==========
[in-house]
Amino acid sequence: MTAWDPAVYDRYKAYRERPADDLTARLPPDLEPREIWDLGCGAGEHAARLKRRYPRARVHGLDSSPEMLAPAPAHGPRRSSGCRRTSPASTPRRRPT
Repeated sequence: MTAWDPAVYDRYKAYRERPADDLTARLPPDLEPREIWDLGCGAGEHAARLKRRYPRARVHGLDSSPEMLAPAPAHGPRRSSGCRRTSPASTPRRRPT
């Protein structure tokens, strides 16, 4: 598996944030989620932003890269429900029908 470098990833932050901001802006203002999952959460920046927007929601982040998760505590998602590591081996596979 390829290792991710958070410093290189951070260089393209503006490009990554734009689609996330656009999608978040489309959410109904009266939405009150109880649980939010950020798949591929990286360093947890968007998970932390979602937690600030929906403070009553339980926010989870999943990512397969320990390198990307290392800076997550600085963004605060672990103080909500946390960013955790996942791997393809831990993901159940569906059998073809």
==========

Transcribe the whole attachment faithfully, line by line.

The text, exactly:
[in-house]
Amino acid sequence: MTAWDPAVYDRYKAYRERPADDLTARLPPDLEPREIWDLGCGAGEHAARLKRRYPRARVHGLDSSPEMLAPAPAHGPRRSSGCRRTSPASTPRRRPT
Repeated sequence: MTAWDPAVYDRYKAYRERPADDLTARLPPDLEPREIWDLGCGAGEHAARLKRRYPRARVHGLDSSPEMLAPAPAHGPRRSSGCRRTSPASTPRRRPT
């Protein structure tokens, strides 16, 4: 598996944030989620932003890269429900029908 470098990833932050901001802006203002999952959460920046927007929601982040998760505590998602590591081996596979 390829290792991710958070410093290189951070260089393209503006490009990554734009689609996330656009999608978040489309959410109904009266939405009150109880649980939010950020798949591929990286360093947890968007998970932390979602937690600030929906403070009553339980926010989870999943990512397969320990390198990307290392800076997550600085963004605060672990103080909500946390960013955790996942791997393809831990993901159940569906059998073809």